We authors of fiction, specifically crime fiction, are frequently asked where we get our ideas. Mostly, the answers I hear from other authors evoke mysticism, hard-driving, detailed research, happenstance or dreams., or careful thought. So, here’s some details from one author about one of his books. I will say, right up front, that I’m writing here about one book, not all my novels.
The book in question is “The Case of the Yellow Diamond.”
We have to start with the understanding of the current situation. My detective, Sean NMI Sean, is a short man who can’t qualify to be a cop. So he’s a private investigator. Because I’ve written about him in other novels, his persona is pretty well established. When a potential client shows up and starts talking about troubled trips to Yap Island in the Pacific Ocean, my readers know Sean is never going to go to Yap!
The germ of this novel came out of my long-standing interest in World War Two. I had a distant relative who fought on Guadalcanal. He told us a few stories and I read widely in the topic. I learned that there was a lot of pressure at the end of the war to get the troops home as quickly as possible. As a result, some troops came back and were able to bypass the usual immigration routines.
Much as we’d like to believe all our soldiers were fine, upstanding, honest citizens, there were some men and women who saw the end of their service as an opportunity to do a little smuggling. And some of them were smart enough to realize that smuggling grimy pebbles was easier and safer than shipping swords, or pistols or art objects or drugs. I read about it almost as an aside but it spoke to me as if it was printed in all caps on the page.
Aha, I thought, nobody has yet written a fiction about smuggling uncut gems. Why not? So, I called a local gemologist and discovered a lot of fascinating facts about world sources of precious gems, and what kind of gems had seriously high value. Like a two-caret diamond that might be worth twenty-thousand dollars. Or more.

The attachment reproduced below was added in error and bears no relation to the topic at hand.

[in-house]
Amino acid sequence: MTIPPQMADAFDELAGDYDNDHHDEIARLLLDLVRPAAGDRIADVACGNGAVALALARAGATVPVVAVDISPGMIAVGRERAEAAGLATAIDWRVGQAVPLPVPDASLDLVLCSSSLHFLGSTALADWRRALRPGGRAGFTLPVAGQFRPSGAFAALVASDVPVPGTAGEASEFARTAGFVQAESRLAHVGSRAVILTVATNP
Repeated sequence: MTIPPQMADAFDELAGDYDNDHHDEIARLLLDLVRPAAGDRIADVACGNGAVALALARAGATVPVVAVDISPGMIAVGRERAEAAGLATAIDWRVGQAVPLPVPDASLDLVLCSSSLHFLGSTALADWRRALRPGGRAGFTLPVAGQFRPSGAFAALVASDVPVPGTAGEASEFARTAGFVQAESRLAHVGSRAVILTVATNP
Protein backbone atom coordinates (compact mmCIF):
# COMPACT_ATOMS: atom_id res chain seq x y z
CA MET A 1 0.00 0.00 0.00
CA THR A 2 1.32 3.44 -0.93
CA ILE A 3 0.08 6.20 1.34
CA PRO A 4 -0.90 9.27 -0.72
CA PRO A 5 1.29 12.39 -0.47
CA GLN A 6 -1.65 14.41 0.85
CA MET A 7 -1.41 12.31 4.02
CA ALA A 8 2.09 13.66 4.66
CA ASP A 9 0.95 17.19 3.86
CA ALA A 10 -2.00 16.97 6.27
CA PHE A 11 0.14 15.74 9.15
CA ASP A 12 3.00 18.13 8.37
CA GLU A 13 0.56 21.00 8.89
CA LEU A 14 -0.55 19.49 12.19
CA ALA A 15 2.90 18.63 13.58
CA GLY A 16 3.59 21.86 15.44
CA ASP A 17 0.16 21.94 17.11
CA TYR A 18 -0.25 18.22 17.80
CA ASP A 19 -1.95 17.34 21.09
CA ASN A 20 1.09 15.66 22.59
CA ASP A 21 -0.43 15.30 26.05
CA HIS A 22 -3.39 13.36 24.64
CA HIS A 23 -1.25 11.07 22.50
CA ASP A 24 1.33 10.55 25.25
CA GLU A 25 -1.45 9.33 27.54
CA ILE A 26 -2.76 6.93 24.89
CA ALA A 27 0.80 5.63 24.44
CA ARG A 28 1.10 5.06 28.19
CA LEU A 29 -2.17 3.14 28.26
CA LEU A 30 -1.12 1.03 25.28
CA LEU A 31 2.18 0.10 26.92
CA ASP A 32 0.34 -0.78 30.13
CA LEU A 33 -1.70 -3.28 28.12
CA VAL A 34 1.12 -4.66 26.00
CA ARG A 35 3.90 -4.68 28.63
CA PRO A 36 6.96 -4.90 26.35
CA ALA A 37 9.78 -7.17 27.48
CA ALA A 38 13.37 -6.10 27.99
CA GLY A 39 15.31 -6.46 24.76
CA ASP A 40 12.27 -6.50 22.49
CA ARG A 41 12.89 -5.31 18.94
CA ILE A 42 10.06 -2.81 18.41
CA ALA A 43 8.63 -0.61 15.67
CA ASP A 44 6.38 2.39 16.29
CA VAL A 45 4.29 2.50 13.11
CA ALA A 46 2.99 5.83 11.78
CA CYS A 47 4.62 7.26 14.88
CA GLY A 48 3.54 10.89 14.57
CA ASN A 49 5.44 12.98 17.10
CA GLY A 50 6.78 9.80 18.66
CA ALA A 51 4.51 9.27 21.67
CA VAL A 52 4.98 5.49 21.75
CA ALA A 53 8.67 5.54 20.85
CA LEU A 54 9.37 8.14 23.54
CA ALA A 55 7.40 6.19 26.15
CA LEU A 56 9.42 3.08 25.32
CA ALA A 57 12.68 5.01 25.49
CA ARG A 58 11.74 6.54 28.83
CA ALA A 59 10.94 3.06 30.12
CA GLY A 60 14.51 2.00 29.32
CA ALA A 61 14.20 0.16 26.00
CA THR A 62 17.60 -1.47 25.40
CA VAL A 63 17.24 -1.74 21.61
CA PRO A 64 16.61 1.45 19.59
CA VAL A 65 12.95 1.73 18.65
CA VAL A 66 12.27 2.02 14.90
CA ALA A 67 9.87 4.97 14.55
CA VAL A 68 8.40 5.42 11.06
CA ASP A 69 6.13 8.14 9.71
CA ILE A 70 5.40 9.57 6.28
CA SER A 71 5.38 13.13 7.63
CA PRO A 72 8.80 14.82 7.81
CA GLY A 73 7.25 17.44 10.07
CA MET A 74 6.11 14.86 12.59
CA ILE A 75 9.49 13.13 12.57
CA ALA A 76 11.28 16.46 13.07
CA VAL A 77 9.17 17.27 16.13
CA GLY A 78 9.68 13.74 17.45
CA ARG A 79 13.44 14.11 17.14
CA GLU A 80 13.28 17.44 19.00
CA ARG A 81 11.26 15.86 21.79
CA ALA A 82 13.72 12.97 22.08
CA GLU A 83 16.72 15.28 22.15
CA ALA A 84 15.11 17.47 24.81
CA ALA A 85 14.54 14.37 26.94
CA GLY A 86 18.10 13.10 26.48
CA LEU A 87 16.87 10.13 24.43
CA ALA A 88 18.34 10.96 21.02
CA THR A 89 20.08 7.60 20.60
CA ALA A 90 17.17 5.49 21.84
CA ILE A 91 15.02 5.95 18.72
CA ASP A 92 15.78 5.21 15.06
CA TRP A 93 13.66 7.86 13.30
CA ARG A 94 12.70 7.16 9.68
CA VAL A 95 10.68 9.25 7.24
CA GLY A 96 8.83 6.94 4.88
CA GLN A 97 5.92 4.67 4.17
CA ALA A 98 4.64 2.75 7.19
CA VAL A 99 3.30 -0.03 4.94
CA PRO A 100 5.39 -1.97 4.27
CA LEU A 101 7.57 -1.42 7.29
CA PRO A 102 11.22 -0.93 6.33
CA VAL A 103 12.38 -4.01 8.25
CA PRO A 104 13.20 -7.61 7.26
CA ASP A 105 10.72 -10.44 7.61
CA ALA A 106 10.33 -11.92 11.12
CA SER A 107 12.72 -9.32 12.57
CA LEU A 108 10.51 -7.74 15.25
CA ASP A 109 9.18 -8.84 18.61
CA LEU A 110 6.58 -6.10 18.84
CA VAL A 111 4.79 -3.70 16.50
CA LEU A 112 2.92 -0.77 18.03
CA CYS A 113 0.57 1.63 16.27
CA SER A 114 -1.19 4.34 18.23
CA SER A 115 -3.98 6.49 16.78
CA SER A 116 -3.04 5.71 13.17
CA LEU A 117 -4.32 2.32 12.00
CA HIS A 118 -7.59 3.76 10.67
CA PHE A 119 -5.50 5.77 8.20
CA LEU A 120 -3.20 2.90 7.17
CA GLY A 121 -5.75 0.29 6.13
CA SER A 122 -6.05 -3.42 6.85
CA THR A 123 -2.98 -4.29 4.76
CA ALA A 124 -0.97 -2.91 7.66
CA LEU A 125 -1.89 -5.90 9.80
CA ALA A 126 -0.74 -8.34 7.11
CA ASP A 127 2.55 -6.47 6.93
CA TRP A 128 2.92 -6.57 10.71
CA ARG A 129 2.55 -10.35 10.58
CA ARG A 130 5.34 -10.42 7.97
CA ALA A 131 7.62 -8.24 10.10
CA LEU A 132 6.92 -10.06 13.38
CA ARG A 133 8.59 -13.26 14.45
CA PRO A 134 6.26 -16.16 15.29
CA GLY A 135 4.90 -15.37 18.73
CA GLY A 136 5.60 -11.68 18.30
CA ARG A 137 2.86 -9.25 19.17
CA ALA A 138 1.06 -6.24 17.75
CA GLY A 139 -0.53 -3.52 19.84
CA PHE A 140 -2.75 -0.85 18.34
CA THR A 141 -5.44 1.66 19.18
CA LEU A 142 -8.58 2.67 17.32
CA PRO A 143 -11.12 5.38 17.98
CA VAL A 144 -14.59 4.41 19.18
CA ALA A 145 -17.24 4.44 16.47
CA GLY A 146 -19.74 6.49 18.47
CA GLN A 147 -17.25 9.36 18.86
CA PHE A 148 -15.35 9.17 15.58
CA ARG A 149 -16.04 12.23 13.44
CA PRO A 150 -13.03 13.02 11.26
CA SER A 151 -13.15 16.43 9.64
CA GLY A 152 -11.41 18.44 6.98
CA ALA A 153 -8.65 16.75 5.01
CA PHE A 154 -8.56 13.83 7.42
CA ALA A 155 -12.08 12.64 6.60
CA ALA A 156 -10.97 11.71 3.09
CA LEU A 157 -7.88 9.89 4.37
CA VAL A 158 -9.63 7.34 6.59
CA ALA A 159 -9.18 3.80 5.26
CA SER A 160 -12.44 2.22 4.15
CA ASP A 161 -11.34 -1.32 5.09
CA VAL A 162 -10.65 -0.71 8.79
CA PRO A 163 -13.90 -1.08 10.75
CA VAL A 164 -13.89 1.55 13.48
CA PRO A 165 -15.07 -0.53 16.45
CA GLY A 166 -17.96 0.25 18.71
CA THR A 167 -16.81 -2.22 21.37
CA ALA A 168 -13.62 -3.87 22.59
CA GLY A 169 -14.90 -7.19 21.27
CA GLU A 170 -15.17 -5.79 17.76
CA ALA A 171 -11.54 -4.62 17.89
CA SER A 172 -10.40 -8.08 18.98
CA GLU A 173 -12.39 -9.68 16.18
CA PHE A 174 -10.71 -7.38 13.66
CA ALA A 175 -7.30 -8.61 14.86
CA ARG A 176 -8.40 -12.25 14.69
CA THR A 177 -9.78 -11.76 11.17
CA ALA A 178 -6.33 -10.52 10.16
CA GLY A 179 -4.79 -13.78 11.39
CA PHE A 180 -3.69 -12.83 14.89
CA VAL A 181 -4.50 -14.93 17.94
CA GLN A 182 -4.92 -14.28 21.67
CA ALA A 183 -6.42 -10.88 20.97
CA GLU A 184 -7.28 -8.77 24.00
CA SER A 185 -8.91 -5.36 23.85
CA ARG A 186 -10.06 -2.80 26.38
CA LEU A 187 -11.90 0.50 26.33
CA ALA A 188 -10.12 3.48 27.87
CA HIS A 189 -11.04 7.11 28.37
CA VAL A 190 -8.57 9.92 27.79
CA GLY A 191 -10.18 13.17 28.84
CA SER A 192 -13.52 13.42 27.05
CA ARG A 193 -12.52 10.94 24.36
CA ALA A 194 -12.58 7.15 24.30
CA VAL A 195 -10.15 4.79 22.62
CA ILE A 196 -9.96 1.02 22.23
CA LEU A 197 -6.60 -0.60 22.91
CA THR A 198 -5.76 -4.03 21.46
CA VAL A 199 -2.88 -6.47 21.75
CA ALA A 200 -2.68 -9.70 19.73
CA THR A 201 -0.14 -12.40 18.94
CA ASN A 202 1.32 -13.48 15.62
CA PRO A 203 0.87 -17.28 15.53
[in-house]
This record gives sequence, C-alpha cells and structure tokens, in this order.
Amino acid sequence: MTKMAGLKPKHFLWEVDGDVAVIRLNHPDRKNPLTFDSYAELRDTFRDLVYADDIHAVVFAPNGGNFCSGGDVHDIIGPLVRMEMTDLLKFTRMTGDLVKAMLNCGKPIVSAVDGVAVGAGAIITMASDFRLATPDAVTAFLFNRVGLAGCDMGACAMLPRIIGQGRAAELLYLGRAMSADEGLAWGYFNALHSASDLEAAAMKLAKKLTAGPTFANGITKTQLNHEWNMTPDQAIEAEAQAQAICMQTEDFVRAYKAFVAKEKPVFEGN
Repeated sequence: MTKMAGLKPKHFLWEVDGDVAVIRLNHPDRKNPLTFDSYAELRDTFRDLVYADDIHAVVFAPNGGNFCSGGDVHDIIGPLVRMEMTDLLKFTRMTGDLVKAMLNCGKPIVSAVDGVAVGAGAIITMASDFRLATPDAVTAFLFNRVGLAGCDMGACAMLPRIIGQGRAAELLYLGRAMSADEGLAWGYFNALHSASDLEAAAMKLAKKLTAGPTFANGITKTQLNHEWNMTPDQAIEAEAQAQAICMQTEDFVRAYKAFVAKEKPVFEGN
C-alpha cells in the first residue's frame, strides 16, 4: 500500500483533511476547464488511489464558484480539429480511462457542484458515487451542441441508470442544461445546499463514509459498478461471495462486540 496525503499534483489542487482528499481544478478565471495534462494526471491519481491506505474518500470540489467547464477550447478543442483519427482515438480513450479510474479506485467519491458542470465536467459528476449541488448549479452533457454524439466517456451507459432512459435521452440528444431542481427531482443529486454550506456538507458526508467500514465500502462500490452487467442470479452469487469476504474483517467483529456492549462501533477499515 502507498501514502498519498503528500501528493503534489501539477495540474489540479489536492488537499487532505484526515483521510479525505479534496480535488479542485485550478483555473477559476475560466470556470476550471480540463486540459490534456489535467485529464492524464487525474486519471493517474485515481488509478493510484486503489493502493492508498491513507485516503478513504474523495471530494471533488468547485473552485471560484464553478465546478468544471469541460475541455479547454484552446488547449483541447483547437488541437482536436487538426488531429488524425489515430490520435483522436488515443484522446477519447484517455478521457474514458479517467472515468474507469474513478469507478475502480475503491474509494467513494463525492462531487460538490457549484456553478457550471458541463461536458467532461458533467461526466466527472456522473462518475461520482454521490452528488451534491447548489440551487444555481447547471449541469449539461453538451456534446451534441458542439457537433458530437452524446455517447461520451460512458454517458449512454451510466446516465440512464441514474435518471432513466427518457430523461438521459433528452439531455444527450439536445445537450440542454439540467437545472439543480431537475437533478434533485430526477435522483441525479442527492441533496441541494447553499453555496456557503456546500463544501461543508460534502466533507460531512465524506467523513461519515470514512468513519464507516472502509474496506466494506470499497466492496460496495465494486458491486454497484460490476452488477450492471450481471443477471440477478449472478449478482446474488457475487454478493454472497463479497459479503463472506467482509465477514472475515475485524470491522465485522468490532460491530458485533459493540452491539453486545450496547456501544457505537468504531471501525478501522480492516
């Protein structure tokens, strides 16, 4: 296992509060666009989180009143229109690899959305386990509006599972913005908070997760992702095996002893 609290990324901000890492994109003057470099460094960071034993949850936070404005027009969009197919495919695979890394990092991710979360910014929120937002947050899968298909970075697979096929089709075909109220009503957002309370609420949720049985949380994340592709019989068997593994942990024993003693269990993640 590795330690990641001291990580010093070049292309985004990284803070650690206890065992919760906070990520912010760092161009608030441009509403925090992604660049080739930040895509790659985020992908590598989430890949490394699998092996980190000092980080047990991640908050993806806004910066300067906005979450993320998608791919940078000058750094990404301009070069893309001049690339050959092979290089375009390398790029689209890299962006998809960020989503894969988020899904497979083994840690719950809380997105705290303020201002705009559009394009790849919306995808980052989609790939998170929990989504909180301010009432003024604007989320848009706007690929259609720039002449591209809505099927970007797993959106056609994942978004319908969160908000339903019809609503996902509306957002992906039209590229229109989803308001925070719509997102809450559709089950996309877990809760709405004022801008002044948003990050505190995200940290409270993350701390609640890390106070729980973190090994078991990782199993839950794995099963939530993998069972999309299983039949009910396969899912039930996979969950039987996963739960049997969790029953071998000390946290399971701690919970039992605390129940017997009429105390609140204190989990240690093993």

Most of the detailed information about diamond smuggling from South East Asia is locked away in my files because that isn’t the kind of novels I write. My stories are focused on the human factor, and their interactions, and as one reviewer noted, the novel calls up memories of some of the noir detective novels of the forties and fifties. I am inordinately pleased.
Many criminals are tripped up by the way they display their ill-gotten goods. I thought about that a lot as I drafted the early part of the book. I have a good friend who lives in des Moines who is a fan of crime fiction. As a nod to my friend, I decided to make a link to the city for the smugglers that could effectively mask the infusion of diamond money.. And that’s the story of how this novel came about. Mostly.
About the Author
Before he became a mystery writer and reviewer, Carl Brookins was a counselor and faculty member at Metropolitan State University in Saint Paul, Minnesota. Brookins and his wife are avid recreational sailors. He is a member of Mystery Writers of America, Sisters in Crime, and Private Eye Writers of America. He can frequently be found touring bookstores and libraries with his companions-in-crime, The Minnesota Crime Wave.
He writes the sailing adventure series featuring Michael Tanner and Mary Whitney. The third novel is Old Silver. His new private investigator series features Sean NMI Sean, a short P.I. The first is titled The Case of the Greedy Lawyers. Brookins received a liberal arts degree from the University of Minnesota and studied for a MA in Communications at Michigan State University.